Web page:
CERB repayment amnesty is a lever to reduce poverty right now. We can’t let a flaw in the design of the emergency benefit sentence people to deeper poverty for years to come.
As the federal government inches closer to revealing its budget, they’d do well to consider one easy way to counter poverty deepened by the pandemic: implement a Canada Emergency Response Benefit (CERB) repayment amnesty for those living on low incomes. It is a once-in-a-lifetime opportunity to support people hit hardest during the pandemic.
The evidence is clear that Indigenous Peoples, im/migrants, racialized people, disabled people, women, and youth transitioning out of care are among those in the lowest income brackets in Canada and have been disproportionately harmed by the pandemic. They have faced unstable work, conditions that increase the risk of infection, and inadequate access to supports that allow them to stay safe and healthy. For them, the negative impacts of the pandemic are going to be felt for years and possibly generations.
Last spring when the CERB was first introduced, it was meant to get money quickly to hundreds of thousands of people left out of Canada’s income support system. In fact, our ability to manage the economic shutdown that would control the disease’s spread relied on it. The government’s mantra was ‘provide support now, verify later’.
Last December, while much of the country was in the second wave of lockdown and national labour force metrics showed low-income workers were still suffering greatly, the CRA decided it was the time to reconcile the books on the CERB. They spent nearly half a million dollars on postage for 441,000 letters asking recipients for further proof of eligibility or repayment.
After receiving blowback, the CRA issued repayment amnesty for self-employed workers only, and one-year interest relief for people with a taxable income of $75,000 or less who received pandemic benefits and have outstanding income tax debt. These measures are not nearly enough to ensure that people living in poverty will make it out of this pandemic without crushing debt owed to the government.
Confusing rules on eligibility and complexities between the CERB and other income support programs have put many low-income Canadian in the impossible position of having to pay back thousands of dollars they have already spent on essential goods and services that allowed them to stock up, isolate, and stay home as much as possible.
The first and most obvious design flaw of the CERB are the eligibility cliffs that hit lowest income earners on both ends. If someone earned less than $5000 in the last year, or more than $1000 per month during the pandemic, they’d be deemed ineligible. In the case of those working in precarious or cash-based economies there are challenges in obtaining required proof of employment from employers who are difficult to reach or refuse to provide necessary paperwork.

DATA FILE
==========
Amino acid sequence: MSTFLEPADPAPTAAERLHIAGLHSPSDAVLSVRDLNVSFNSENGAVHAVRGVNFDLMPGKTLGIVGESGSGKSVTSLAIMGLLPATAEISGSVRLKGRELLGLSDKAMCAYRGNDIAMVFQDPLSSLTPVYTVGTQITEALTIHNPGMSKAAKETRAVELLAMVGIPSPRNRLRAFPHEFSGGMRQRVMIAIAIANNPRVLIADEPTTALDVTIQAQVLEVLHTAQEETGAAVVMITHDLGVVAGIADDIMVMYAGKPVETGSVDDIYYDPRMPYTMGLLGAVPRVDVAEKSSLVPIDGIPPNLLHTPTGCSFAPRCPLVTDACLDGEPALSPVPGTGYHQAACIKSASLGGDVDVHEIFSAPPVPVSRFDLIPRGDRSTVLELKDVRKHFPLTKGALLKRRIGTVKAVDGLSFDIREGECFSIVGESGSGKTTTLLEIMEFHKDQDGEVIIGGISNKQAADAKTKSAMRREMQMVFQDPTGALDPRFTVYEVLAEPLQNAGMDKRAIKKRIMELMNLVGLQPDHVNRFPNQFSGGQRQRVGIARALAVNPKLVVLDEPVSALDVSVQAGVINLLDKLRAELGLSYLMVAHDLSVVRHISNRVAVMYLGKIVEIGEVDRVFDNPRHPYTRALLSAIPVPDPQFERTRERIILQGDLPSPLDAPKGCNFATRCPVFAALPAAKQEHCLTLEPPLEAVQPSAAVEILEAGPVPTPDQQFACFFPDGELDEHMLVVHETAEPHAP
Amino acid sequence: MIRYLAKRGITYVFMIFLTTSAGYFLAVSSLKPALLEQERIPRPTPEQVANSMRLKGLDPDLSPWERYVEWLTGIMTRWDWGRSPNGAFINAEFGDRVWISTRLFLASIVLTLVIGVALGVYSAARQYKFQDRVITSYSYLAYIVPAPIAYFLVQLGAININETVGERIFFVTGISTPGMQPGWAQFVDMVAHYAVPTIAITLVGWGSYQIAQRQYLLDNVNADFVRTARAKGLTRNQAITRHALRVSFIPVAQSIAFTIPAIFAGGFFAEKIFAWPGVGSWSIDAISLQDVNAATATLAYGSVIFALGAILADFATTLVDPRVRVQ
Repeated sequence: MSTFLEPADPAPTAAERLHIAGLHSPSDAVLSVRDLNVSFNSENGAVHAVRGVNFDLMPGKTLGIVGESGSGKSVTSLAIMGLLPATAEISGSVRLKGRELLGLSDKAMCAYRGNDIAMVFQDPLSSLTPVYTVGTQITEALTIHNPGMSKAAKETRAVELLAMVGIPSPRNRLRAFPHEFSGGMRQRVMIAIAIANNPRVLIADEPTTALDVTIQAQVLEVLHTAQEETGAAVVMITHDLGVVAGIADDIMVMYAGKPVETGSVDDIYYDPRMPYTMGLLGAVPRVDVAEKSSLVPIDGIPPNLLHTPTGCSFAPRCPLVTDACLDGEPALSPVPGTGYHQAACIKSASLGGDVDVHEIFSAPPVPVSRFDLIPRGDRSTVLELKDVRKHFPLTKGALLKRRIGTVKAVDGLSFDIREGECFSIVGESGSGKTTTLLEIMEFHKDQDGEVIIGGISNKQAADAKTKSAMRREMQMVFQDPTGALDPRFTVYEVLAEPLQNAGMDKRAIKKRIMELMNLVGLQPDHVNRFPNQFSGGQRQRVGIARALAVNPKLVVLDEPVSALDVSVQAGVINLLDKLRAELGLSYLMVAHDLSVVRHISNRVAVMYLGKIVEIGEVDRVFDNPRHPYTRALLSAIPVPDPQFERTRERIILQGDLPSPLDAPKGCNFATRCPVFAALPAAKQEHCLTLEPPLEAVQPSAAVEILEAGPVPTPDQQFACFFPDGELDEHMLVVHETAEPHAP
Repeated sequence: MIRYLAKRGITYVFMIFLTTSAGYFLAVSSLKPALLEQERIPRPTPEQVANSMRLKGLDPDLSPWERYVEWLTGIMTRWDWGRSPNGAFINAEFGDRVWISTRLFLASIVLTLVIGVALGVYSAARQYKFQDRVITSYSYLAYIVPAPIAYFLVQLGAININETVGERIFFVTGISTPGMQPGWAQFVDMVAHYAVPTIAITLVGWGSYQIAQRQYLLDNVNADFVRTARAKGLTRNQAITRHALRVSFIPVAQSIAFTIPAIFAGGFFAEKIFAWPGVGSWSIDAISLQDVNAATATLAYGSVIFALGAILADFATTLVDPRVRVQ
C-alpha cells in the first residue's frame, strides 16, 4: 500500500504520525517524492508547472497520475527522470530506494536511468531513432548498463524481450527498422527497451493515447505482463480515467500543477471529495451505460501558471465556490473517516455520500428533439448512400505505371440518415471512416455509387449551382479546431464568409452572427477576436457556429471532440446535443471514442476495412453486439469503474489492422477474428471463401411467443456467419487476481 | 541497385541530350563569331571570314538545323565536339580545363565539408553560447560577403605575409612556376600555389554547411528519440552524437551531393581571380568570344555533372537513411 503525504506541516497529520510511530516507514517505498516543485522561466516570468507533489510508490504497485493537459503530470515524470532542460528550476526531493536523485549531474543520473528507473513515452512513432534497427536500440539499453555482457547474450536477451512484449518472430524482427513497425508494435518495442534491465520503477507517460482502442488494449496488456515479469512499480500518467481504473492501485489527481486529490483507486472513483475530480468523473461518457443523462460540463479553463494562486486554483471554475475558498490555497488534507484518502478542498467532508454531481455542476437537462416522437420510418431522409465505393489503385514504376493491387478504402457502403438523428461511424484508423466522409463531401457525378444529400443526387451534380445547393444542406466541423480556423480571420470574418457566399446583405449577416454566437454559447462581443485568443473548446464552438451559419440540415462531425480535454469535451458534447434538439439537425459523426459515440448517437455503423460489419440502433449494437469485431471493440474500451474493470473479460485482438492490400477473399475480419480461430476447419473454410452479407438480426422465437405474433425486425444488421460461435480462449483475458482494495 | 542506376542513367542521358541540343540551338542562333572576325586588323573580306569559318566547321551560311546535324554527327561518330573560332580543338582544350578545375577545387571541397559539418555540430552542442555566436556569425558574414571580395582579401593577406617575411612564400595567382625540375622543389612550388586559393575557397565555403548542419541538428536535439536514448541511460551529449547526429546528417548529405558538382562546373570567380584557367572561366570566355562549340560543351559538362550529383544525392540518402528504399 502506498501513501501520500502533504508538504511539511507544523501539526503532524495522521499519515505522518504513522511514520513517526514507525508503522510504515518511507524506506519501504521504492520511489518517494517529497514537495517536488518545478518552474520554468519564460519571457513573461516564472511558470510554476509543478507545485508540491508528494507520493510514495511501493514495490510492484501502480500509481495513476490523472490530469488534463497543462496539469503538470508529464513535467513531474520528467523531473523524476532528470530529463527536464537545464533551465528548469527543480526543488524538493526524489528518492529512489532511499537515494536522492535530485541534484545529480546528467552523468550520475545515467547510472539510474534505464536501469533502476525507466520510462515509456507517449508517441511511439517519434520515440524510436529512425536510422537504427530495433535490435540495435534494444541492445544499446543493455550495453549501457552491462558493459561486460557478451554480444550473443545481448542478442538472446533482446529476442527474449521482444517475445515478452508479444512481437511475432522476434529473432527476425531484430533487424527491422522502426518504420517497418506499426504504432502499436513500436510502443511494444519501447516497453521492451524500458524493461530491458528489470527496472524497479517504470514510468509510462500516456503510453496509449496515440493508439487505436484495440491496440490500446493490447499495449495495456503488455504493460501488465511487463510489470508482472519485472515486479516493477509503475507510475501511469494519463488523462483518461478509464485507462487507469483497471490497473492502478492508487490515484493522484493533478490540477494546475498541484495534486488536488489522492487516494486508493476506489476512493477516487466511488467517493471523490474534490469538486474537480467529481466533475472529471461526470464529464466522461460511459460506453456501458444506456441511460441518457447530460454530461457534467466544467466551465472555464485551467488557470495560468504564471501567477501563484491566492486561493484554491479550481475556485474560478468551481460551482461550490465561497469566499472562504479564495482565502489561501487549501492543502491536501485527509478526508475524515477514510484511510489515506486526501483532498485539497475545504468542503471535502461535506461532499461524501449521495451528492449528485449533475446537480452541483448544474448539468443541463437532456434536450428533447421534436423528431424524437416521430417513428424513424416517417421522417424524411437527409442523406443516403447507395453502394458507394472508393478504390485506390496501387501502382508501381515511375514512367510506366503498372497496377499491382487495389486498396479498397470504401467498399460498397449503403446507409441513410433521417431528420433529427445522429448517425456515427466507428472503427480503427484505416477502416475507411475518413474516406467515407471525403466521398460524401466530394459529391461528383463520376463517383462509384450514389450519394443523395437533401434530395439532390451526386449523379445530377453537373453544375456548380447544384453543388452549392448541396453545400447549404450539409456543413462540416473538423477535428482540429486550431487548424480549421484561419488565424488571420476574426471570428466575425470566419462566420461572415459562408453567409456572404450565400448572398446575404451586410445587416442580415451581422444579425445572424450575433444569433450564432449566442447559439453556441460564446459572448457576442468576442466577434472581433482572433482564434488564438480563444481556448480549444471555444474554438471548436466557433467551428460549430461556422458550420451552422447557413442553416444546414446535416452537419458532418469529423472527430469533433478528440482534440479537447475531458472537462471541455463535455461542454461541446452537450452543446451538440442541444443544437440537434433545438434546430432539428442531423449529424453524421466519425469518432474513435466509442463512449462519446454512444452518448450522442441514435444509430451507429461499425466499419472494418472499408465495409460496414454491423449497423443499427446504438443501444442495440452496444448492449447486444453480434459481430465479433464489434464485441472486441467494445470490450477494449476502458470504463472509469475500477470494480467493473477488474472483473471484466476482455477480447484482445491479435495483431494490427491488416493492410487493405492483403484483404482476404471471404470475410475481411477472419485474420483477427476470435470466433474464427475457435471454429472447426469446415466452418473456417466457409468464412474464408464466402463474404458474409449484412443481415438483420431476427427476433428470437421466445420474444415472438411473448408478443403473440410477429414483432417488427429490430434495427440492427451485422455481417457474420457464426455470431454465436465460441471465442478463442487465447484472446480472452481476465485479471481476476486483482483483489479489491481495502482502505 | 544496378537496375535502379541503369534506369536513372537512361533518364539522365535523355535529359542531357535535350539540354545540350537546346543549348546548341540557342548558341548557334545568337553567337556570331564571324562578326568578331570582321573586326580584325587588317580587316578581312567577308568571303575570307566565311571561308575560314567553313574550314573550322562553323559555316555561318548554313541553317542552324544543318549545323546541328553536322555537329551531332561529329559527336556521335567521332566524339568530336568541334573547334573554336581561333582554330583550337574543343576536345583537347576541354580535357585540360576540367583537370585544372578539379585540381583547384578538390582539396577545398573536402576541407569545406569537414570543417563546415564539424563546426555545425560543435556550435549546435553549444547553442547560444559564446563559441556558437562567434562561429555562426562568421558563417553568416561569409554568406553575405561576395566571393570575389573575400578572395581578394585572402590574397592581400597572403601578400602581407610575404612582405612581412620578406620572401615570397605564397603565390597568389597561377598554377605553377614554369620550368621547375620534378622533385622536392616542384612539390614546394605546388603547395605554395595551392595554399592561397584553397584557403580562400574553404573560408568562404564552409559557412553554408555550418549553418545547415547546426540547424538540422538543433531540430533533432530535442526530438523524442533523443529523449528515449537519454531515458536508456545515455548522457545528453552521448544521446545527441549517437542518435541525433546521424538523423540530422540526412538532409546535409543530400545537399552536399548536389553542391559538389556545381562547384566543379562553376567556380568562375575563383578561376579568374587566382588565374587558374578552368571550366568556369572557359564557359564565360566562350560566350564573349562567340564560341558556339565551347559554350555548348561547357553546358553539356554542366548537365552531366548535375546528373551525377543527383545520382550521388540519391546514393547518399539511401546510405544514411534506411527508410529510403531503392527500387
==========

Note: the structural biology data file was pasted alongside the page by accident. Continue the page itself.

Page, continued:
Recipients of social assistance who received the CERB can also find themselves in an eligibility trap. Many were encouraged or required to apply by their case workers without an understanding of how receiving the CERB might create eligibility problems along side other benefits, like housing subsidies. And despite the federal government’s urging against it, some provincial and territorial governments also decided to clawback social assistance or stop regular payments altogether after the CERB was received, further complicating future repayment requests.
People living on our country’s lowest incomes will never be able to repay thousands of dollars of CERB debt without serious detriment to their health and well-being. Requesting repayment is a punitive and hypocritical measure on those who have not yet seen themselves included in economic recovery planning despite the talk of an inclusive and intersectional “she-covery.”
The federal government must fully address the communication and design flaws of the CERB by extending repayment amnesty to all people living below or near the poverty line.
It’s time for real CERB amnesty.
Ed Broadbent is Chair of the Broadbent Institute. First elected to Parliament in 1968, Ed served as an MP for 21 years, 14 of which were spent as leader of the New Democratic Party.
Ed’s concern for the deepening of inequality in Canada has been a consistent theme in all of his professional and volunteer endeavours. First elected to Parliament in 1968, Ed served as an MP for 21 years, 14 of which were spent as leader of the New Democratic Party. During his time in Ottawa, his focus was on Aboriginal and economic rights, women’s equality, child poverty, ethics in government, and tax equality. The founding president of Rights & Democracy, Ed has a Ph.D. in Political Theory and has taught at several prestigious universities. He has been invested as a Member of the Privy Council (1982), Officer of the Order of Canada (1993), and Companion of the Order of Canada (2002).
Leila Sarangi is Director of Social Action at Family Service Toronto and National Coordinator of Campaign 2000: End Child and Family Poverty. With over 20 years of front line, research and policy experience, Leila has demonstrated commitment to connecting lived reality with public policy, advocating with and engaging people in a meaningful way to inform policy and legislative changes.